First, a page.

[Solved] Can't impl IntoIterator trait. Lifetime param + associated type issues


#1

Ok, I’m pretty new to Rust, so this might be a pretty stupid issue, but I’m banging my head against it and for the life of me I can’t figure out how to make this work.

Long story short, I want to implement the IntoIterator trait for an Iterator I have, so that I can use the “for in” loop syntax with it. But no matter what I do, I can’t make all of these things work out at the same time:

  • I have to define the IntoIter associated type for IntoIterator
  • The iterator type has a lifetime parameter because it has a reference to the container
  • I can’t define a lifetime parameter in an associated type without the compiler saying that “the lifetime parameter 'a is not constrained by the impl trait, self type, or predicates”

I have uploaded a gist here with a sample showing the issue: https://gist.github.com/jonvaldes/e4abcbb250bf14a3041f

I’d be super grateful if anyone could help me figure this out!

Thanks in advance!


#2

That’s because into_iter takes self by value, but you are implementing IntoIterator as if it took self by reference. A correct implementation is for &'a V3: http://is.gd/qVOPW5


#3

Oh, I didn’t see that one coming!
Thank you sooo much!


#4

You’re welcome :slightly_smiling:


#5

I’m risking you getting bored with me here, but I’m once again fighting the type checker and some help would be much appreciated.

I’m now trying to add a mutable iterator, and the compiler gets terribly confused by that, saying it “cannot infer an appropriate lifetime for autoref due to conflicting requirements”. And then it suggests a solution which doesn’t actually compile because it doesn’t meet the Iterator trait’s requirements.

Any idea what I could do with this?
http://is.gd/Cqwexb

P.S: People keep telling me they ended up getting used to the type checker, but man this is obtuse!


#6

IterMut is a tricky case. You can for example read @Gankro’s thoughts about it.

In this case, I think you can’t safely write the mutable iterator like this, since the lifetime of the reference it hands out is not tied to the iterator: Rust cannot guarantee that you’re doing the right thing with self.i - you might return a reference to the same index twice, which would create an aliased mutable reference.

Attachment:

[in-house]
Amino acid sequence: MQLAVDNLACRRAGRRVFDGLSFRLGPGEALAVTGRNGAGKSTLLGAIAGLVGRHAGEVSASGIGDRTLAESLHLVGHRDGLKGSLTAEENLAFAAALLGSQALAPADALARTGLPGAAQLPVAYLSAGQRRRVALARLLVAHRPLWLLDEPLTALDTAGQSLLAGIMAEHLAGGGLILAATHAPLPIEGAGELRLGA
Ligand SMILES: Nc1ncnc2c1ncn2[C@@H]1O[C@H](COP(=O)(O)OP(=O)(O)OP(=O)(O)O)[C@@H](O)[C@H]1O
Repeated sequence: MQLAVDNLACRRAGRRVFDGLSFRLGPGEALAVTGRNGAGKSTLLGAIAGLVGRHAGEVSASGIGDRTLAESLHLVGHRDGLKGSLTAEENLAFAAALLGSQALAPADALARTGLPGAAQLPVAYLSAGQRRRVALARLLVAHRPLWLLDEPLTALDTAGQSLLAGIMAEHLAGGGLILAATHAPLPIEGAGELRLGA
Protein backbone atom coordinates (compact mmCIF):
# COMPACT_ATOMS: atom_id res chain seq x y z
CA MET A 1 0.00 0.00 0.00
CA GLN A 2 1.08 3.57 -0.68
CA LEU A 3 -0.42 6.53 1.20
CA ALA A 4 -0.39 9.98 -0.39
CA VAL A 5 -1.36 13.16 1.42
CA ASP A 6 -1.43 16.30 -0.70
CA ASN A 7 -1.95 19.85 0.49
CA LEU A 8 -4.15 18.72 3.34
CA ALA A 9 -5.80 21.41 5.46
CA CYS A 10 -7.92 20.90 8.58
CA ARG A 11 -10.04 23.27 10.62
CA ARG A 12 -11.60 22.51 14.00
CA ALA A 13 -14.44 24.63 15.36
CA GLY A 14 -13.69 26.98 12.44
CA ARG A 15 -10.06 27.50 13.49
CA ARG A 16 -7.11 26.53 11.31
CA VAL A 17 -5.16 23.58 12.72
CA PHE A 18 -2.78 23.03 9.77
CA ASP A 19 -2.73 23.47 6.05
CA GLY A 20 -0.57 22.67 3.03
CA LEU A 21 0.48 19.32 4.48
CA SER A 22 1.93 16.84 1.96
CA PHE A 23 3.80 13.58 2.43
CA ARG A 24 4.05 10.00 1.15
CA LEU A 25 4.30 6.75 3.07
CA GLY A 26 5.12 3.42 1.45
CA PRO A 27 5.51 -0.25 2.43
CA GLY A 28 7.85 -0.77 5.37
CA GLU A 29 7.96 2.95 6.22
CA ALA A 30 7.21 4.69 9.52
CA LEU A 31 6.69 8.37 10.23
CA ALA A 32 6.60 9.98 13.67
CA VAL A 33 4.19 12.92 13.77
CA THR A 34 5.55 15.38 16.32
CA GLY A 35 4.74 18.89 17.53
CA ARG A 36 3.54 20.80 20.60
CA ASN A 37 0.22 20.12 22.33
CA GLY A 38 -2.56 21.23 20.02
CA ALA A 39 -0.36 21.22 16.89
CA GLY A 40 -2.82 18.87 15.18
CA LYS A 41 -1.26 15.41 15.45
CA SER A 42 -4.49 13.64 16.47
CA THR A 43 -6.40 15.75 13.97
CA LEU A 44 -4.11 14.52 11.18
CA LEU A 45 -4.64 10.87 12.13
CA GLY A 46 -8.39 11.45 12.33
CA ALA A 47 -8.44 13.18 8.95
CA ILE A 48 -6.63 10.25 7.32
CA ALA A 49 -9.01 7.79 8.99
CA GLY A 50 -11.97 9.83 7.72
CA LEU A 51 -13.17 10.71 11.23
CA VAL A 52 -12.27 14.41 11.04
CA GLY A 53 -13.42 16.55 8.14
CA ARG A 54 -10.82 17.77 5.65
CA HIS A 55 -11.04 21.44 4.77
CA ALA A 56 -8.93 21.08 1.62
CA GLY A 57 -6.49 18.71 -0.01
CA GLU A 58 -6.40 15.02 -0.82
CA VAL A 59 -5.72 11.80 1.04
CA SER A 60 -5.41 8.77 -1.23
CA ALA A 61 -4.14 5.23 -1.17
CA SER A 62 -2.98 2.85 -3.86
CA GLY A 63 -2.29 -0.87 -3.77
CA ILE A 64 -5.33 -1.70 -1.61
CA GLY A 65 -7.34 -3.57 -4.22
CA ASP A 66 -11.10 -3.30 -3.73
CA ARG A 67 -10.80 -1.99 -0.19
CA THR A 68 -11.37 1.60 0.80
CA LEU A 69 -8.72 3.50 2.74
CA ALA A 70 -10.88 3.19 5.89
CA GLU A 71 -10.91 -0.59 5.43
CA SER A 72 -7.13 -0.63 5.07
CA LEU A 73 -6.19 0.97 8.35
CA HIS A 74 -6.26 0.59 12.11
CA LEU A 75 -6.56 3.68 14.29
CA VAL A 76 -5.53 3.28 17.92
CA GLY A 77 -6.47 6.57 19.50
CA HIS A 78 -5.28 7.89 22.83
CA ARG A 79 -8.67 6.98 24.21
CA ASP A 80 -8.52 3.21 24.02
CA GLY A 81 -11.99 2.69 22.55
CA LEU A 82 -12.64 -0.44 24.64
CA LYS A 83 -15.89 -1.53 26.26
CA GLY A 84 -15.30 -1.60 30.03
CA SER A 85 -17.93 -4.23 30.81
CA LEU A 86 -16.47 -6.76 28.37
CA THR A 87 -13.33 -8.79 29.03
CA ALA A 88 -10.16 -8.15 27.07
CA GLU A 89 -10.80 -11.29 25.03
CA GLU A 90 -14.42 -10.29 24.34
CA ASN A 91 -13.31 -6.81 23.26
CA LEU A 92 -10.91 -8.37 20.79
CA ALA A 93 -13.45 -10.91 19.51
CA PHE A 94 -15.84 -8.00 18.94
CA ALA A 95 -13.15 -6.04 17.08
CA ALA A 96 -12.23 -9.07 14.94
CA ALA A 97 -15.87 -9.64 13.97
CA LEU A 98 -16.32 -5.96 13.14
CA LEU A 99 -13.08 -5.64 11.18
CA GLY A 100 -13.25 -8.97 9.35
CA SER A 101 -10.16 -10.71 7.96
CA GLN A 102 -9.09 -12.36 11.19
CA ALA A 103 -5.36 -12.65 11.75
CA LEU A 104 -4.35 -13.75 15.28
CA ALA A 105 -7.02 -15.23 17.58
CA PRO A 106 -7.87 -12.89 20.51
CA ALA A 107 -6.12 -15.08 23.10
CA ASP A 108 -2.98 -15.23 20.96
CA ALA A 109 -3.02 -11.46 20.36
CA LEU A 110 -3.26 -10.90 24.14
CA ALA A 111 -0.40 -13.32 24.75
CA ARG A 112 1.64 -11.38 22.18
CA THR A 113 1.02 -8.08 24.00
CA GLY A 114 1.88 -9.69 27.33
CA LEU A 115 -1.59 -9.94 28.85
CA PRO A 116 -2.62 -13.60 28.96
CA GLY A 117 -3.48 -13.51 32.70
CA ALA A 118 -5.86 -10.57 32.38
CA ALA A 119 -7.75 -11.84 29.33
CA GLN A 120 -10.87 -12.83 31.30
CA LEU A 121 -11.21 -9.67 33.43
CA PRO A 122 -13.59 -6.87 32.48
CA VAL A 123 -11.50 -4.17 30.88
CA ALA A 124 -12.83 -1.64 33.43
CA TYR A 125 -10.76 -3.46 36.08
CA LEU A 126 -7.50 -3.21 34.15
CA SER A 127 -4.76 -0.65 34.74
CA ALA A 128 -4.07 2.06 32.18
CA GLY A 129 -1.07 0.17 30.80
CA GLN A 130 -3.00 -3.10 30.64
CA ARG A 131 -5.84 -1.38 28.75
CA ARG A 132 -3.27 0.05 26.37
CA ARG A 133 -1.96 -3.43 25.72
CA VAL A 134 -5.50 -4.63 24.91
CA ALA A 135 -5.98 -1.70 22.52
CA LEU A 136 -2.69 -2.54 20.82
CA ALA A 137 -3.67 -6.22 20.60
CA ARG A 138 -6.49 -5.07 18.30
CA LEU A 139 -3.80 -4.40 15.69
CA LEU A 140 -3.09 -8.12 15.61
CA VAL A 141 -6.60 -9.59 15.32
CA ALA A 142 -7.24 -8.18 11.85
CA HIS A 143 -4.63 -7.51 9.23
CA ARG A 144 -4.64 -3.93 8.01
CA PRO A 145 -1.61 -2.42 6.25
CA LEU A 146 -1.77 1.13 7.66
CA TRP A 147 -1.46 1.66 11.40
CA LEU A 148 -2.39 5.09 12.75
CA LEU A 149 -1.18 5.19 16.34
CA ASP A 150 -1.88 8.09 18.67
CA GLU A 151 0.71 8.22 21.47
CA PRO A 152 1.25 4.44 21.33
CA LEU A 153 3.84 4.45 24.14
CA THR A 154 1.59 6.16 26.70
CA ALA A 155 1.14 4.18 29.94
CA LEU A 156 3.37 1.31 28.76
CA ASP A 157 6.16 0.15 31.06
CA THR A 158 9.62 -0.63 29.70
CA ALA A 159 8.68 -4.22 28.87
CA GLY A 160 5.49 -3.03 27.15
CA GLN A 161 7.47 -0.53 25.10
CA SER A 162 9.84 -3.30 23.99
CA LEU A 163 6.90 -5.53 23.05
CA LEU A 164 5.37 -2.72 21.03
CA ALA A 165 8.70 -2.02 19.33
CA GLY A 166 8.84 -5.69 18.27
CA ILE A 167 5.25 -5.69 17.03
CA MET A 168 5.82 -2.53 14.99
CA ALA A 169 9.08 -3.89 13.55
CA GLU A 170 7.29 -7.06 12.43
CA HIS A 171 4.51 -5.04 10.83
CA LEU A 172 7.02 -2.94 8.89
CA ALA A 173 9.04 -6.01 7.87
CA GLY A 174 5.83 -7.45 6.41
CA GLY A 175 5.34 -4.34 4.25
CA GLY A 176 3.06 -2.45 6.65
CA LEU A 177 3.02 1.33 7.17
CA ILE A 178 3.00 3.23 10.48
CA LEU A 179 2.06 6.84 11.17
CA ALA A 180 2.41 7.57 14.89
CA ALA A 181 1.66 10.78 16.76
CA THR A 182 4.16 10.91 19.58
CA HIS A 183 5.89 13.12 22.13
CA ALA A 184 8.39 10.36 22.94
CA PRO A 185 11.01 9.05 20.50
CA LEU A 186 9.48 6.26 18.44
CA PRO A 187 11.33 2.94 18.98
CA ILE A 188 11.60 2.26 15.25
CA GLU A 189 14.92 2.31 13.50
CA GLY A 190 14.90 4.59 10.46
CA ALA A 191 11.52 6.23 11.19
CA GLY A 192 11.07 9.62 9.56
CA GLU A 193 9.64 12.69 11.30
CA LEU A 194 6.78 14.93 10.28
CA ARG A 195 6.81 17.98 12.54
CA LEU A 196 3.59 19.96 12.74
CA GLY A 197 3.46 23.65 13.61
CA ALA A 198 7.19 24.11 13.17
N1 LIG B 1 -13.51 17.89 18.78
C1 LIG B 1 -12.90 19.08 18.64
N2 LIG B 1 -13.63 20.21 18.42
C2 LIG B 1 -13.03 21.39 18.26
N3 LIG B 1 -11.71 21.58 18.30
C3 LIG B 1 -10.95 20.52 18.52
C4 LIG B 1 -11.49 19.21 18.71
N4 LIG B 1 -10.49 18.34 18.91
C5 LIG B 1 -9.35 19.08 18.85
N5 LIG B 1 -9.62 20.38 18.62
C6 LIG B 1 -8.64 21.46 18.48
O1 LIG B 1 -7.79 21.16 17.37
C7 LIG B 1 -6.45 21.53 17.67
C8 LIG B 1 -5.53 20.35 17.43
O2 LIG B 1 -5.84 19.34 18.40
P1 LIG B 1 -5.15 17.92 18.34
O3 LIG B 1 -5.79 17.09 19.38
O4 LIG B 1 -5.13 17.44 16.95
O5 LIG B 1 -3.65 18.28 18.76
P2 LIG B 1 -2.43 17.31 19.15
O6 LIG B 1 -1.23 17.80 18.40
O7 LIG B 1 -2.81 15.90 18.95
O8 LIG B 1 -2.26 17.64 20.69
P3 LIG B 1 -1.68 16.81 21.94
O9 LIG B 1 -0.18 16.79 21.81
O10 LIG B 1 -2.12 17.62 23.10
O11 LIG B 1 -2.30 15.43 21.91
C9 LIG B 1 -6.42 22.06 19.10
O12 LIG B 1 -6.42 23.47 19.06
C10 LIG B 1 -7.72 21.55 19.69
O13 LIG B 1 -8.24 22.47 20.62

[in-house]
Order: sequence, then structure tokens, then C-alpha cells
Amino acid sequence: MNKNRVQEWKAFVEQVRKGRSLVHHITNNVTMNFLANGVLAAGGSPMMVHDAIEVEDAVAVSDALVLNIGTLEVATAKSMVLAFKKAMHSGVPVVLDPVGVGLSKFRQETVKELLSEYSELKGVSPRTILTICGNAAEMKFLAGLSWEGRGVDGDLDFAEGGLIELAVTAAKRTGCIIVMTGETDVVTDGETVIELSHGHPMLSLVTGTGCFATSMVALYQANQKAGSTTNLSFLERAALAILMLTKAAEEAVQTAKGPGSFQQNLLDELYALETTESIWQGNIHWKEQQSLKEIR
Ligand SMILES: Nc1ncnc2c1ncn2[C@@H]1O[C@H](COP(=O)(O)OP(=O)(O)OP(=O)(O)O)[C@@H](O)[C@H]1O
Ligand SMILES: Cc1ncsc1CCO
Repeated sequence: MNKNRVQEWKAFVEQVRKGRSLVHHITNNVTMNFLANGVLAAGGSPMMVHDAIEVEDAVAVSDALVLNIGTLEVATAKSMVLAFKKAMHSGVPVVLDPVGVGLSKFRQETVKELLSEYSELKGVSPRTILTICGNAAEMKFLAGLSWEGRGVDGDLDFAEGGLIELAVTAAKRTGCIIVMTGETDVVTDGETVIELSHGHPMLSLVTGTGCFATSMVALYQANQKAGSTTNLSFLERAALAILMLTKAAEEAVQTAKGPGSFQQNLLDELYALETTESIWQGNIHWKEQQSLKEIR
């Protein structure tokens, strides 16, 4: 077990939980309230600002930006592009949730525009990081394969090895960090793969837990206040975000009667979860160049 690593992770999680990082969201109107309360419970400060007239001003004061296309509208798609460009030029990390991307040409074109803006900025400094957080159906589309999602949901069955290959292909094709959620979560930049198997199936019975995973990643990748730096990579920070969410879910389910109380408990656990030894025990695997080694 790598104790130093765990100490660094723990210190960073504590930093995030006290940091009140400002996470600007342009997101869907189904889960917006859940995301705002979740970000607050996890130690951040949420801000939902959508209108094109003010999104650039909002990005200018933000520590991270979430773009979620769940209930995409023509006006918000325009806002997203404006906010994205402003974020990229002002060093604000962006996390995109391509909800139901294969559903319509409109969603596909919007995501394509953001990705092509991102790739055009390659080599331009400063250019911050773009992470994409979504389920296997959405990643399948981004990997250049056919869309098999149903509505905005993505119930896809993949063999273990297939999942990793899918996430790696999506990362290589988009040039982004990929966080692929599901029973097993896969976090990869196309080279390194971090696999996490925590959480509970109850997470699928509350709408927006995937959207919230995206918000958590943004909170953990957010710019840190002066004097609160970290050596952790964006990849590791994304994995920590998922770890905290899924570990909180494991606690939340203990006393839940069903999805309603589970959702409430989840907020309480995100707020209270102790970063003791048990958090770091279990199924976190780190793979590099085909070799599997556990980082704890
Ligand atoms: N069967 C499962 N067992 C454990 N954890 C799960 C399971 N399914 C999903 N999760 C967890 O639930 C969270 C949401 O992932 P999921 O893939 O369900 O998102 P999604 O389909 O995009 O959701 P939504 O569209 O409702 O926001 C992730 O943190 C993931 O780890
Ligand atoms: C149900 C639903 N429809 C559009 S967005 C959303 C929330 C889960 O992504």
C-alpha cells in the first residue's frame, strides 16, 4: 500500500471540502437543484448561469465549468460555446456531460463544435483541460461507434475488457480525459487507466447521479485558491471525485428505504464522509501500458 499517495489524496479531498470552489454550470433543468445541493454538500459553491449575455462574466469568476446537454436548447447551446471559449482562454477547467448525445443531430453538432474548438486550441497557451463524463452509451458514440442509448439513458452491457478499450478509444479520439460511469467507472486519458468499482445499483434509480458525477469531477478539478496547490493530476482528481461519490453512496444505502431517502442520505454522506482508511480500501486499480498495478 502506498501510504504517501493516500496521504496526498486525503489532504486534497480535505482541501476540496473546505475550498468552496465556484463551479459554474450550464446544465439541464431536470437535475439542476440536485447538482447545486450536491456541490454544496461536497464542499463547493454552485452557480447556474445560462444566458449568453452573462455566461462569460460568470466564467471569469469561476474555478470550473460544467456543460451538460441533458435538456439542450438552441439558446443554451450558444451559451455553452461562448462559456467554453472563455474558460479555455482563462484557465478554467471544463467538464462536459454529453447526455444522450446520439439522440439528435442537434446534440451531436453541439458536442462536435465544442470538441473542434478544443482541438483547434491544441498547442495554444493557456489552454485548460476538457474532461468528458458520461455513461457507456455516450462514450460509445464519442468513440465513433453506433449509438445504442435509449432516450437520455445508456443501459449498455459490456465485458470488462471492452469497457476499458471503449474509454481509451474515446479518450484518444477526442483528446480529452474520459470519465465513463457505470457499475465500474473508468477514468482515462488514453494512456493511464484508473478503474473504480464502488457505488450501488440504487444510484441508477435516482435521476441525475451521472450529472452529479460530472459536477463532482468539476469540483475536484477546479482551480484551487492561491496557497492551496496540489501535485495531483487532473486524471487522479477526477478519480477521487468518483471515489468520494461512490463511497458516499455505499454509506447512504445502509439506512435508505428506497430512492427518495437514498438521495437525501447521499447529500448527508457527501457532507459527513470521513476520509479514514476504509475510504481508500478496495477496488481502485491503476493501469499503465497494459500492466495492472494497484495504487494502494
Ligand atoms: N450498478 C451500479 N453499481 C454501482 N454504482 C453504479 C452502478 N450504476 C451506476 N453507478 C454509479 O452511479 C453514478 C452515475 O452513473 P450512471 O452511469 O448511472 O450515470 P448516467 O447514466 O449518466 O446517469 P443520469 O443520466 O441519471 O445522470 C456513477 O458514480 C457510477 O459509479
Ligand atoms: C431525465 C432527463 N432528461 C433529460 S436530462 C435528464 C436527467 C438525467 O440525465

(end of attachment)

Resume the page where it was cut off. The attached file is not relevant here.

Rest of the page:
#7

:weary: Sigh…

That’ll teach me to not try to do fancy stuff, and just stick to coding in C-style in whatever language I’m using that day…

Thanks for the help!


#8

I’m not saying it can’t be done - I’m far from an expert in lifetimes. But that’s what I pieced together.

(In this case, you might want to change the internal representation of V3 to [f32; 3] which should give you the slice iterator impls for free. The downside would be not being able to access .x etc, only as .x().)


#9

Yeah, or just use repr(C,packed) and go berserk in unsafe mode creating a slice from the memory location of ‘x’, and then getting an iterator from that :joy:


#10

Well, it does actually work. Who needs thinking when you have unsafe!

#[derive(Copy, Clone, Default)]
#[repr(C,packed)]
pub struct V3 {
    pub x: f32,
    pub y: f32,
    pub z: f32,
}

impl V3 {
    pub fn as_slice<'a>(&'a self) -> &'a [f32] {
        unsafe {
            let data_ptr: *const f32 = mem::transmute(&self.x);
            slice::from_raw_parts(data_ptr, 3)
        }
    }

    pub fn as_slice_mut<'a>(&'a mut self) -> &'a mut [f32] {
        unsafe {
            let data_ptr: *mut f32 = mem::transmute(&self.x);
            slice::from_raw_parts_mut(data_ptr, 3)
        }
    }

    pub fn iter<'a>(&'a self) -> slice::Iter<'a, f32> {
        self.as_slice().iter()
    }

    pub fn iter_mut<'a>(&'a mut self) -> slice::IterMut<'a, f32> {
        self.as_slice_mut().iter_mut()
    }
}

#11

Although this is spectacurlarly unsafe :wink: once you allow unsafe, you can just transmute away the lifetime in your original attempt.

        let result = if self.i < 3 {
            Some(unsafe { ::std::mem::transmute(self.v.index_mut(self.i)) })
        } else {
            None
        };

etc.


#12

It seems like a compiler bug that Rust complained about the lifetime error, and never about the signature of the impl’s into_iter not matching the trait’s definition. That message would have led straight to the problem.


#13

It would error on both, but the checks seem to run in passes and the trait implementation correctness test is probably running after the lifetime use correctness test. That being said, I agree that it would be more helpful if it was the other way around.